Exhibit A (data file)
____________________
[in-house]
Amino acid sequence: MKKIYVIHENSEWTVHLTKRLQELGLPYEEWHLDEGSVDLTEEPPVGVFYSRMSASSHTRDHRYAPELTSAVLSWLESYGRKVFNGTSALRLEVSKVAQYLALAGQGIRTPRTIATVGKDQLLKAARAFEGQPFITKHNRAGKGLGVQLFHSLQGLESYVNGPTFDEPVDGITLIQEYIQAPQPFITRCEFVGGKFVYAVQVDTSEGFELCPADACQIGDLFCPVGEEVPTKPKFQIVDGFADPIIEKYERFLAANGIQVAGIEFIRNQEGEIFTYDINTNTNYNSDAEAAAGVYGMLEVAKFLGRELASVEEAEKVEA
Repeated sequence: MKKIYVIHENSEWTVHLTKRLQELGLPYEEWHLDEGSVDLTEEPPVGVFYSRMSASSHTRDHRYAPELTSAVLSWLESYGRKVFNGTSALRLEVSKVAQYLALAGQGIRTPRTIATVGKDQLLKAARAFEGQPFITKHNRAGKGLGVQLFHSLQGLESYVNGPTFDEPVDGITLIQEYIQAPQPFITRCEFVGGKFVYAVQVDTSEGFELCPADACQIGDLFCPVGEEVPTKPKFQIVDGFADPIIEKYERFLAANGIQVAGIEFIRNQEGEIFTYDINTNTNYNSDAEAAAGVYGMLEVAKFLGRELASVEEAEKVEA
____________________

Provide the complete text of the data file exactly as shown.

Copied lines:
[in-house]
Amino acid sequence: MKKIYVIHENSEWTVHLTKRLQELGLPYEEWHLDEGSVDLTEEPPVGVFYSRMSASSHTRDHRYAPELTSAVLSWLESYGRKVFNGTSALRLEVSKVAQYLALAGQGIRTPRTIATVGKDQLLKAARAFEGQPFITKHNRAGKGLGVQLFHSLQGLESYVNGPTFDEPVDGITLIQEYIQAPQPFITRCEFVGGKFVYAVQVDTSEGFELCPADACQIGDLFCPVGEEVPTKPKFQIVDGFADPIIEKYERFLAANGIQVAGIEFIRNQEGEIFTYDINTNTNYNSDAEAAAGVYGMLEVAKFLGRELASVEEAEKVEA
Repeated sequence: MKKIYVIHENSEWTVHLTKRLQELGLPYEEWHLDEGSVDLTEEPPVGVFYSRMSASSHTRDHRYAPELTSAVLSWLESYGRKVFNGTSALRLEVSKVAQYLALAGQGIRTPRTIATVGKDQLLKAARAFEGQPFITKHNRAGKGLGVQLFHSLQGLESYVNGPTFDEPVDGITLIQEYIQAPQPFITRCEFVGGKFVYAVQVDTSEGFELCPADACQIGDLFCPVGEEVPTKPKFQIVDGFADPIIEKYERFLAANGIQVAGIEFIRNQEGEIFTYDINTNTNYNSDAEAAAGVYGMLEVAKFLGRELASVEEAEKVEA